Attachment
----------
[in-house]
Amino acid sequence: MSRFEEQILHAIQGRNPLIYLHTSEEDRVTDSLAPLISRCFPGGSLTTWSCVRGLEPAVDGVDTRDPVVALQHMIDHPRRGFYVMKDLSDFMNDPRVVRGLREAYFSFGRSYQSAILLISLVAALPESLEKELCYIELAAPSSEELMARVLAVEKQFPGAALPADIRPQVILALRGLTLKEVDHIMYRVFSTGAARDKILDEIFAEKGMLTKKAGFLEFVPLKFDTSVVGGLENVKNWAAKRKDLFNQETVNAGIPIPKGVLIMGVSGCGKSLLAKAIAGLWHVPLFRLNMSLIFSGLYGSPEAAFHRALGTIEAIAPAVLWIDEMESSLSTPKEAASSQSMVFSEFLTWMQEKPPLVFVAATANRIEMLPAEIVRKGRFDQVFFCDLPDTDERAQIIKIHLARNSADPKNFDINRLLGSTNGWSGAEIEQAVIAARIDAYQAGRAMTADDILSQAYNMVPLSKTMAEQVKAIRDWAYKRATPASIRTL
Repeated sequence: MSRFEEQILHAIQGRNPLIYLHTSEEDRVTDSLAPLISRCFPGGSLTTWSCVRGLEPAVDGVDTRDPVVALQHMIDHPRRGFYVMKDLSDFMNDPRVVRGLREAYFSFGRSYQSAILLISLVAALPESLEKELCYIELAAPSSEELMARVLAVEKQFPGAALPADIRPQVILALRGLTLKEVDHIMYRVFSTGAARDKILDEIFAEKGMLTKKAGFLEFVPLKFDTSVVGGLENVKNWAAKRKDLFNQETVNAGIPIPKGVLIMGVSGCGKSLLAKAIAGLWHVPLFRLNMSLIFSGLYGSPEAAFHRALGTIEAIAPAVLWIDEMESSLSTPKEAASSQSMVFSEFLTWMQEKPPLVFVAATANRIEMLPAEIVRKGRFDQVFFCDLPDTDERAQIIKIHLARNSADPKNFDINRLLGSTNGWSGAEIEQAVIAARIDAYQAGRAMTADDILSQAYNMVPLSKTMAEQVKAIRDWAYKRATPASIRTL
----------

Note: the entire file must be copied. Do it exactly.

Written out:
[in-house]
Amino acid sequence: MSRFEEQILHAIQGRNPLIYLHTSEEDRVTDSLAPLISRCFPGGSLTTWSCVRGLEPAVDGVDTRDPVVALQHMIDHPRRGFYVMKDLSDFMNDPRVVRGLREAYFSFGRSYQSAILLISLVAALPESLEKELCYIELAAPSSEELMARVLAVEKQFPGAALPADIRPQVILALRGLTLKEVDHIMYRVFSTGAARDKILDEIFAEKGMLTKKAGFLEFVPLKFDTSVVGGLENVKNWAAKRKDLFNQETVNAGIPIPKGVLIMGVSGCGKSLLAKAIAGLWHVPLFRLNMSLIFSGLYGSPEAAFHRALGTIEAIAPAVLWIDEMESSLSTPKEAASSQSMVFSEFLTWMQEKPPLVFVAATANRIEMLPAEIVRKGRFDQVFFCDLPDTDERAQIIKIHLARNSADPKNFDINRLLGSTNGWSGAEIEQAVIAARIDAYQAGRAMTADDILSQAYNMVPLSKTMAEQVKAIRDWAYKRATPASIRTL
Repeated sequence: MSRFEEQILHAIQGRNPLIYLHTSEEDRVTDSLAPLISRCFPGGSLTTWSCVRGLEPAVDGVDTRDPVVALQHMIDHPRRGFYVMKDLSDFMNDPRVVRGLREAYFSFGRSYQSAILLISLVAALPESLEKELCYIELAAPSSEELMARVLAVEKQFPGAALPADIRPQVILALRGLTLKEVDHIMYRVFSTGAARDKILDEIFAEKGMLTKKAGFLEFVPLKFDTSVVGGLENVKNWAAKRKDLFNQETVNAGIPIPKGVLIMGVSGCGKSLLAKAIAGLWHVPLFRLNMSLIFSGLYGSPEAAFHRALGTIEAIAPAVLWIDEMESSLSTPKEAASSQSMVFSEFLTWMQEKPPLVFVAATANRIEMLPAEIVRKGRFDQVFFCDLPDTDERAQIIKIHLARNSADPKNFDINRLLGSTNGWSGAEIEQAVIAARIDAYQAGRAMTADDILSQAYNMVPLSKTMAEQVKAIRDWAYKRATPASIRTL